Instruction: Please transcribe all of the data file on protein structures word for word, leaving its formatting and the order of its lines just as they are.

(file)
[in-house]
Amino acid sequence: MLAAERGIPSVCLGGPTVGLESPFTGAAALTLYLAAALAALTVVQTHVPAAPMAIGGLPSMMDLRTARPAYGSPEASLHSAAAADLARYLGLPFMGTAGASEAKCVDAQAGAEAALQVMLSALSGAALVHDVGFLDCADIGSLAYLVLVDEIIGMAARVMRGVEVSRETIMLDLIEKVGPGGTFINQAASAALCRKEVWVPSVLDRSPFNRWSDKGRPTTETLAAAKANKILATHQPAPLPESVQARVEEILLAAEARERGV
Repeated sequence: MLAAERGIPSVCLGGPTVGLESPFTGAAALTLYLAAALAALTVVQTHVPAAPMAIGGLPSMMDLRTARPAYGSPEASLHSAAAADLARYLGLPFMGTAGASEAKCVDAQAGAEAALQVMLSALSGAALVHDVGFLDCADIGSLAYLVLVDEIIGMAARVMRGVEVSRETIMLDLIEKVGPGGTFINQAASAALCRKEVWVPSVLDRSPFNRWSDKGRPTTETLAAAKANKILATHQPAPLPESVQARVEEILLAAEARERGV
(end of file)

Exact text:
[in-house]
Amino acid sequence: MLAAERGIPSVCLGGPTVGLESPFTGAAALTLYLAAALAALTVVQTHVPAAPMAIGGLPSMMDLRTARPAYGSPEASLHSAAAADLARYLGLPFMGTAGASEAKCVDAQAGAEAALQVMLSALSGAALVHDVGFLDCADIGSLAYLVLVDEIIGMAARVMRGVEVSRETIMLDLIEKVGPGGTFINQAASAALCRKEVWVPSVLDRSPFNRWSDKGRPTTETLAAAKANKILATHQPAPLPESVQARVEEILLAAEARERGV
Repeated sequence: MLAAERGIPSVCLGGPTVGLESPFTGAAALTLYLAAALAALTVVQTHVPAAPMAIGGLPSMMDLRTARPAYGSPEASLHSAAAADLARYLGLPFMGTAGASEAKCVDAQAGAEAALQVMLSALSGAALVHDVGFLDCADIGSLAYLVLVDEIIGMAARVMRGVEVSRETIMLDLIEKVGPGGTFINQAASAALCRKEVWVPSVLDRSPFNRWSDKGRPTTETLAAAKANKILATHQPAPLPESVQARVEEILLAAEARERGV